On Sunset is Paul Weller’s fifteenth studio album, or 26th if you include his work with The Jam and The Style Council, and it’s warm, road trip music.
The albums watertight production and range of instrumentation is where On Sunset is at its strongest, with keys, brass arrangements and strings built around Weller’s raspy vocals and guitar. Opening track ‘Mirror Ball’ is about an ambitious and experimental opener as any, lasting over 7 minutes and setting the album’s tone as soulful and sun-soaked. With glitchy, experimental interludes pulling the track from one style to another, the track veers slightly on the side of indulgent and could be cut back slightly.
Finding fame with The Jam back in the 70s, Weller has had a long, varied and successful career. Weller has been particularly successful in being able to draw on a wide variety of musical influences to reinvent himself and avoid the trope of an ageing rocker living through his initial successes. ‘On Sunset’ takes a trip down sunset boulevard: ‘And the sun was high on sunset/But the world I knew/ Has all moved on/ All the places that we used to go/Belong to a time.” The song, with its cinematic guitar riffs, strings and brass section, almost feels like a love letter to a long-forgotten LA of the 70s and 80s. ‘Equanimity’brings a 60s rock n roll, Sgt Pepper Beatles, vibe to the record whereas ‘Baptiste’ is a soul inspired crooner, with gospel vocals laid onto electric guitar riffs.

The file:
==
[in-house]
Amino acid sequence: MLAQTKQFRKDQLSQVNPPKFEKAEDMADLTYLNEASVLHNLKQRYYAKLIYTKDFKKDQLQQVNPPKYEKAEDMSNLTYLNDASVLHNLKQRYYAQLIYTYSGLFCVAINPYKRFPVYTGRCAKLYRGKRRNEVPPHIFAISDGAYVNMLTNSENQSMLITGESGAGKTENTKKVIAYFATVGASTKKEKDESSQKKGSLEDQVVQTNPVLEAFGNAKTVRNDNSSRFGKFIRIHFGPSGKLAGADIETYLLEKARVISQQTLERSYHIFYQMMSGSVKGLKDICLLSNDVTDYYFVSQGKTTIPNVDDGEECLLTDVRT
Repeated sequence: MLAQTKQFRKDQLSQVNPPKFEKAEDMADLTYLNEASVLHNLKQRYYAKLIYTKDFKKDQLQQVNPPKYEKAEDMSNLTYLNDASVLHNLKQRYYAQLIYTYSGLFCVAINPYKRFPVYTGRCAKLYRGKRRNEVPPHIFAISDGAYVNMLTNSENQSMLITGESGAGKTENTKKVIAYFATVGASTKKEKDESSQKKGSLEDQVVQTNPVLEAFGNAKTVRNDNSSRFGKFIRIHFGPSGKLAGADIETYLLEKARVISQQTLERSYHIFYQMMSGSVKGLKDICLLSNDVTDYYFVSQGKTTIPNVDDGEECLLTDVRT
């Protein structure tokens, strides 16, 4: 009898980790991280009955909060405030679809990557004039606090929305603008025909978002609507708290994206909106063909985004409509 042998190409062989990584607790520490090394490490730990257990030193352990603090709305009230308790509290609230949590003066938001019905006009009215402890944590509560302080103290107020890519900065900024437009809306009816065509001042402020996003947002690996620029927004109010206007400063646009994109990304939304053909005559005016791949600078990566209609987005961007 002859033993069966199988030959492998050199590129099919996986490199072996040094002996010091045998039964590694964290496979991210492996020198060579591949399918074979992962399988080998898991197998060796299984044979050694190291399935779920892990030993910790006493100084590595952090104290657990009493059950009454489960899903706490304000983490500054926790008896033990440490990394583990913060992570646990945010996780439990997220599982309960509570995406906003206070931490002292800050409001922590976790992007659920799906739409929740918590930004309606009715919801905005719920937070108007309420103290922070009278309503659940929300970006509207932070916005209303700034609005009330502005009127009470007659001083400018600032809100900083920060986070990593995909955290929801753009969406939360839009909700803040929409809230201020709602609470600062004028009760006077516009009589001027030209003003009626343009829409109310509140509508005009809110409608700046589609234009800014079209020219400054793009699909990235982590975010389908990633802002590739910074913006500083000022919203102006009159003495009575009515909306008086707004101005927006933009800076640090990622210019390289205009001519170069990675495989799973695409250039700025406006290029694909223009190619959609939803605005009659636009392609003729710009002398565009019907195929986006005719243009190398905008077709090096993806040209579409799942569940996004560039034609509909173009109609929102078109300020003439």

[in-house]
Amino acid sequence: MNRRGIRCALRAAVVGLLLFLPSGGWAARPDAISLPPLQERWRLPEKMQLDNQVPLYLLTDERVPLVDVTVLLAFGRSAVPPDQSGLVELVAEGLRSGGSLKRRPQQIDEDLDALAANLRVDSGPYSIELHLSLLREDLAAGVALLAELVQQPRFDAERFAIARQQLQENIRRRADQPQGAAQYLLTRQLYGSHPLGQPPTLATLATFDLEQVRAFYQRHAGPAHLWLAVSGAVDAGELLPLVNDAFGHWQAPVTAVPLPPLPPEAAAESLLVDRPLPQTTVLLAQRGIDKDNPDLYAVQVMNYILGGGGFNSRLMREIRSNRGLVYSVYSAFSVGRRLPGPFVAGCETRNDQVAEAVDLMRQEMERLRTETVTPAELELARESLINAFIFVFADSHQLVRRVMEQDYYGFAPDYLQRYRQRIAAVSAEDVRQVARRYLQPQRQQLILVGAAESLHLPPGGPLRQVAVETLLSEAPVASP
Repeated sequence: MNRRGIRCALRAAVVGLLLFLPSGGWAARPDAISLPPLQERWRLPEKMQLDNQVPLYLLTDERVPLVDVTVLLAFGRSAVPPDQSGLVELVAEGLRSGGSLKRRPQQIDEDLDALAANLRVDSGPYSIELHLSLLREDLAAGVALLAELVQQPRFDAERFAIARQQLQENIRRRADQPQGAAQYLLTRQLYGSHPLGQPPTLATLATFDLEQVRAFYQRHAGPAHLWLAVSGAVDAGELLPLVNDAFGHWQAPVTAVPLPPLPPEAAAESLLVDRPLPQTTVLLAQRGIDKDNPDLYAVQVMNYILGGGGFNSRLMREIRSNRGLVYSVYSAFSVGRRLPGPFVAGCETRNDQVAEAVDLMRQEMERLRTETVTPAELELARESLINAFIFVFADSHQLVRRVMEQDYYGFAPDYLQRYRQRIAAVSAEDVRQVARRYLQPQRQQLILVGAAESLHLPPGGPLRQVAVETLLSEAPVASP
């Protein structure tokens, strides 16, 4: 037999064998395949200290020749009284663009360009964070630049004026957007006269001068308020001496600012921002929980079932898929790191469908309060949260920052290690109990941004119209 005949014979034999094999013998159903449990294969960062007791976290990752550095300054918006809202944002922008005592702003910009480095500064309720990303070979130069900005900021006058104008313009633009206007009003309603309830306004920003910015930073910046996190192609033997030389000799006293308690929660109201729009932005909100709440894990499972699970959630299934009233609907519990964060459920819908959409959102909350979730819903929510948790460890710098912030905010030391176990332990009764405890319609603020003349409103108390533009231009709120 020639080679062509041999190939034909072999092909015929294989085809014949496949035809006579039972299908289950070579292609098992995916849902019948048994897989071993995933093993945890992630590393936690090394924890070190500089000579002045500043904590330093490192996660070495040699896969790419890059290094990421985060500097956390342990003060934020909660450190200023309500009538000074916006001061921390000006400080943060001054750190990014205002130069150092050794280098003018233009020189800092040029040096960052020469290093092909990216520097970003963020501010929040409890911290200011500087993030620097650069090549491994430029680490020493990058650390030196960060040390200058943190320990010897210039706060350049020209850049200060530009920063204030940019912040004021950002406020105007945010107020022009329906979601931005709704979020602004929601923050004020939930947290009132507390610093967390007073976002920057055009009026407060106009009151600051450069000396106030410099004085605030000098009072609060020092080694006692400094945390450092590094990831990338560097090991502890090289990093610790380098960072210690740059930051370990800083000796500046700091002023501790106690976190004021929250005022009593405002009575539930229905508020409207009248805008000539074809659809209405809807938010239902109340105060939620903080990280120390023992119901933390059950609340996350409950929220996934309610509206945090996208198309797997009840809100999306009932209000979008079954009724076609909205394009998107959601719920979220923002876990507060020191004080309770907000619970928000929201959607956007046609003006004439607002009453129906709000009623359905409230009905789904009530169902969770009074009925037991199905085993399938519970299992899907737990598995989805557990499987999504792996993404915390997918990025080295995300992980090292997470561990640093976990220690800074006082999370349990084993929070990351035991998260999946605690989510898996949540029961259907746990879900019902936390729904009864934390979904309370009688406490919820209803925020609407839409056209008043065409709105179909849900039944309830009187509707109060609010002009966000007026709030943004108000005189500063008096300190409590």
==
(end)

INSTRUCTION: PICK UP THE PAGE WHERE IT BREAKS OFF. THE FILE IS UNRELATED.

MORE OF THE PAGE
While On Sunsetworks better together when listened to all together rather than individual songs, this isn’t to say the album doesn’t have particular high points. In particular ‘More’ brings a brooding tone with a slow tempo and French backing vocals, breaking up the more mellow, sunny tracks. Lyrically the track sees Weller become reflective on the pursuit of success and finding fulfilment in life: “But little came from having more… The more we get, the more we lose/When all is more, it’s more we choose/There’s always something else in store.” Album closer ‘Rockets’ takes a trip into space and channels Bowie’s ‘Space Oddity’. The electronic beat-driven ‘Earth Beat’ shows Weller’s talent for experimenting with sounds and blending them together tastefully.
Where On Sunset truly shines is through the expansive musical inspiration and strong production. The album is a melting pot of rock, jazz, soul and lounge music, played through a myriad of different instruments. While not Weller’s strongest album to date, On Sunset shows his ability to reinvent himself musically. This time with a mellow, mature and sepia hued sound.